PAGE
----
My grandfather was the meanest S.O.B. this side of the east coast. Seriously! My mother once told me that if you wanted to meet the devil, all you had to do was knock on my grandparent’s door.
Archives for June 2016
A Fringe peek at Free Range, an absurd comedy about parenting
Free Range actually has little to do about Free Range Parenting. The play is not so much inspired by Free Range Parenting as it is inspired by the media coverage that Free Range Parenting received in 2014 and 2015. Free Range Parenting seems like a perfectly reasonable way to parent, with much to admire, assuming […]
Million Dollar Quarter from Infinity Theatre (review)
On December 4, 1956, two young musicians dropped in on a recording session at Sun Record Studio in Memphis, for what turned into an iconic night of jamming and jawing that changed the course of rock and roll. If you haven’t heard of it, you’ve certainly heard of the men: Johnny Cash, Carl Perkins, Jerry Lee Lewis, and […]
The House of Yes. A Fringe Peek
November 17th, 1983 Dear Capital Fringe, Hello Capital Fringe, I do hope you are doing well, as I am doing just fantastic. Well, I am reaching out to you to inquire about your Thanksgiving. As I, Jackie-O, would like to cordially invite you to the annual Pasqual family Thanksgiving.
Play Cupid: a Fringe Peek
What I didn’t get to see was what drew me to these shows. I’m talking about Eight and Romeo and Juliet: Choose Your Own Ending, both presented at Capital Fringes past. Ella Hickson, the British writer of Eight, gave us eight characters of which we, the audience, could pick four; those four would give us […]
A Fringe peek at One Man Romeo
Where did the idea for One Man Romeo come from? After a coaching session, I told my acting coach, Martin Blank, that I always wanted to play Romeo. He suggested that I put on a solo show depicting Romeo,at Capital Fringe instead of waiting, if it ever happened, to be cast as Romeo.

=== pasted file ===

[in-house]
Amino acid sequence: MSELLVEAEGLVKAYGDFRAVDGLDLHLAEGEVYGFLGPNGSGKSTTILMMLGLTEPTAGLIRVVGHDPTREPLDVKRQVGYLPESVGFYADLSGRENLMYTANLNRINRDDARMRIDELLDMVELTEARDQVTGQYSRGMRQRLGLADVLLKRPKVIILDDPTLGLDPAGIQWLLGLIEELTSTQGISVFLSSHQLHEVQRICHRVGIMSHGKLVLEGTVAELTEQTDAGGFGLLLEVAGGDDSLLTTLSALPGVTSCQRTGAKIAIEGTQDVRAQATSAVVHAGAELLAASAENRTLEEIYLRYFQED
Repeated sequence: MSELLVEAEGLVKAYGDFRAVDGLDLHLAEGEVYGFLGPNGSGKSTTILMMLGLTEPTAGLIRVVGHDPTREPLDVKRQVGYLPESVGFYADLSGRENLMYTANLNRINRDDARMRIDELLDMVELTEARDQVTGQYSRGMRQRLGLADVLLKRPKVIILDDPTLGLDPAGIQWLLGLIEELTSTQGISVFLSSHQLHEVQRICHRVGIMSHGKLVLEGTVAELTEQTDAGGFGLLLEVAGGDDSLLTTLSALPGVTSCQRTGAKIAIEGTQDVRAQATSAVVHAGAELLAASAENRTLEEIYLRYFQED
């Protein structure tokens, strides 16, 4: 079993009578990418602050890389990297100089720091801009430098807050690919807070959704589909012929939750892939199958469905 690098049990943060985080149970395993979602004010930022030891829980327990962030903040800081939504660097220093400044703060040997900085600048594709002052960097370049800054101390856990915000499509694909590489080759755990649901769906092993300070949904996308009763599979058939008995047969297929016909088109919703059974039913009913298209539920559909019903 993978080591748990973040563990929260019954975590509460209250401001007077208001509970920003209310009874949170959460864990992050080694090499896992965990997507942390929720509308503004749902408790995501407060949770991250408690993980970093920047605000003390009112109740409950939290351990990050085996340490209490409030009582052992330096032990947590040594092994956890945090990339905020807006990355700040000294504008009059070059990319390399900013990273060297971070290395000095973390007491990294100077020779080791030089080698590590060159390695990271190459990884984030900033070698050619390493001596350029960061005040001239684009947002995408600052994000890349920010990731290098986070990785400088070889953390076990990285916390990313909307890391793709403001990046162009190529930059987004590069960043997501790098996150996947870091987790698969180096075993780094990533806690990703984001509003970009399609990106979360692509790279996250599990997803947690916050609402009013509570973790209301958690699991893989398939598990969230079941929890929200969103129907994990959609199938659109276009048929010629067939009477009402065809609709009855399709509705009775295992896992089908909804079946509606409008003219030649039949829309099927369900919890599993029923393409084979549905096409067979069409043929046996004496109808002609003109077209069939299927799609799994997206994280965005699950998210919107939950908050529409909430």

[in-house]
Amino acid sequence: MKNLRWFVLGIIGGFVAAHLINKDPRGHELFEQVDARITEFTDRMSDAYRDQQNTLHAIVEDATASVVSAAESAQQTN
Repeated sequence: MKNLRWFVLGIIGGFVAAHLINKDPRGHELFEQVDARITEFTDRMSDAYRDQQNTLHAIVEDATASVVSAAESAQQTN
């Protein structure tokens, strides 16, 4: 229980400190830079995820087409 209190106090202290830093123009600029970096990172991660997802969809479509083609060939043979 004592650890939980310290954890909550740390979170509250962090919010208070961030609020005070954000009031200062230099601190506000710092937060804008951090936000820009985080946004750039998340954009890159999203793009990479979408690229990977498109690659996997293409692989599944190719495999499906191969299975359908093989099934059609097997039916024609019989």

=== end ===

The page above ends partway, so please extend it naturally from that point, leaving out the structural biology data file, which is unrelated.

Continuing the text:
Another Way Home at Theater J (review)
Back in the day in the French Quarter of Louisiana, there was a custom among the upper crust: when a boy reached the age of fourteen or so, he moved from the family manse to an outbuilding, where a muscular servant would oversee him until he was deemed fit to return to civilized company. Here […]
It Will All Make Sense in the Morning. A Fringe Peek
“Okay, explain your play to me.” It’s Fringe preview night, I’m drinking at the bar, and this is the third time in an hour I’ve been asked this question. Since we showed our sneak peek to a packed house, It Will All Make Sense in the Morning, has been renamed by the audience into That […]
Too Close. A Fringe Peek
About a year ago, I was having dinner with a friend of mine and the conversation turned towards the pros and cons of technology and to what extent technology negatively affects climate change. The conventional notion of climate change is very confusing, politicized, frustrating.
When history becomes personal, write a musical. A Fringe Peek at Rain Follows the Plow
My one grandmother was so important to me, but weren’t there supposed to be two? What would it have been like for my dad, to lose his mother at age six? These were questions from childhood that I hadn’t revisited in many, many years. Then, watching the Ken Burns documentary on the Dust Bowl, I heard […]
The Three Musketeers amidst the Ruins (review)
The Three Musketeers, as performed by Chesapeake Shakespeare Company-in-the-Ruins receives a spirited and entertaining outdoor staging that will please many family members, although the adaptation and the acting are too broad to be fully satisfying.
Chalk from We Happy Few (review)
Chalk opens amid chaos one Easter Sunday during a revolt that culminates in hangings and fires. In the middle of it all, palace guard Peter Sedovski (Jon Reynolds) places a cross around the neck of kitchen maid Alma Novak (Natasha Gallop) as a marriage proposal before each flees on differing quests.